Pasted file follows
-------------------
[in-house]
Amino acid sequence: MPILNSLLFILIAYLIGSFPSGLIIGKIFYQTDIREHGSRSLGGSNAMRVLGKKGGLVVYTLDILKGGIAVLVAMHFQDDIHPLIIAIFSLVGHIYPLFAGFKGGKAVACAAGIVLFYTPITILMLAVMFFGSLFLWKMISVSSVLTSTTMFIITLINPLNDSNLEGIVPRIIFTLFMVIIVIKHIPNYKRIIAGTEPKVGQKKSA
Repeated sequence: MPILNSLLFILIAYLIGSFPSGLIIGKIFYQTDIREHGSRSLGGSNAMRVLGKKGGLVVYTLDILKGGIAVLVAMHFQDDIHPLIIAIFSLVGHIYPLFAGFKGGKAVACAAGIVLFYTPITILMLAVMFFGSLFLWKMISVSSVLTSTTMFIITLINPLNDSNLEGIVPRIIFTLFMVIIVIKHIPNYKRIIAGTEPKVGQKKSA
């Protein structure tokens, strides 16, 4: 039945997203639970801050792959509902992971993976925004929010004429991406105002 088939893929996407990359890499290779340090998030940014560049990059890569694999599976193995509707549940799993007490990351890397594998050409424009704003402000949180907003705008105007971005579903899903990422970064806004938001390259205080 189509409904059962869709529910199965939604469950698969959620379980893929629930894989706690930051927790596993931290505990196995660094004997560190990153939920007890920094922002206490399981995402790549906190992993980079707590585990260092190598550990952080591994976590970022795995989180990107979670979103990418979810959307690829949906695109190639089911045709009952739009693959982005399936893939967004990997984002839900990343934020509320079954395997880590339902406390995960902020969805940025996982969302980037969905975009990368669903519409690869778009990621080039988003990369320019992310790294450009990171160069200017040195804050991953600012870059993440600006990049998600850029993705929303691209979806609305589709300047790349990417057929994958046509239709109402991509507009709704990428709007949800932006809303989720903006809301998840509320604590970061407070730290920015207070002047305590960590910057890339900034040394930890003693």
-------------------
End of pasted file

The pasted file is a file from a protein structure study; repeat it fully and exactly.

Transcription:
[in-house]
Amino acid sequence: MPILNSLLFILIAYLIGSFPSGLIIGKIFYQTDIREHGSRSLGGSNAMRVLGKKGGLVVYTLDILKGGIAVLVAMHFQDDIHPLIIAIFSLVGHIYPLFAGFKGGKAVACAAGIVLFYTPITILMLAVMFFGSLFLWKMISVSSVLTSTTMFIITLINPLNDSNLEGIVPRIIFTLFMVIIVIKHIPNYKRIIAGTEPKVGQKKSA
Repeated sequence: MPILNSLLFILIAYLIGSFPSGLIIGKIFYQTDIREHGSRSLGGSNAMRVLGKKGGLVVYTLDILKGGIAVLVAMHFQDDIHPLIIAIFSLVGHIYPLFAGFKGGKAVACAAGIVLFYTPITILMLAVMFFGSLFLWKMISVSSVLTSTTMFIITLINPLNDSNLEGIVPRIIFTLFMVIIVIKHIPNYKRIIAGTEPKVGQKKSA
């Protein structure tokens, strides 16, 4: 039945997203639970801050792959509902992971993976925004929010004429991406105002 088939893929996407990359890499290779340090998030940014560049990059890569694999599976193995509707549940799993007490990351890397594998050409424009704003402000949180907003705008105007971005579903899903990422970064806004938001390259205080 189509409904059962869709529910199965939604469950698969959620379980893929629930894989706690930051927790596993931290505990196995660094004997560190990153939920007890920094922002206490399981995402790549906190992993980079707590585990260092190598550990952080591994976590970022795995989180990107979670979103990418979810959307690829949906695109190639089911045709009952739009693959982005399936893939967004990997984002839900990343934020509320079954395997880590339902406390995960902020969805940025996982969302980037969905975009990368669903519409690869778009990621080039988003990369320019992310790294450009990171160069200017040195804050991953600012870059993440600006990049998600850029993705929303691209979806609305589709300047790349990417057929994958046509239709109402991509507009709704990428709007949800932006809303989720903006809301998840509320604590970061407070730290920015207070002047305590960590910057890339900034040394930890003693």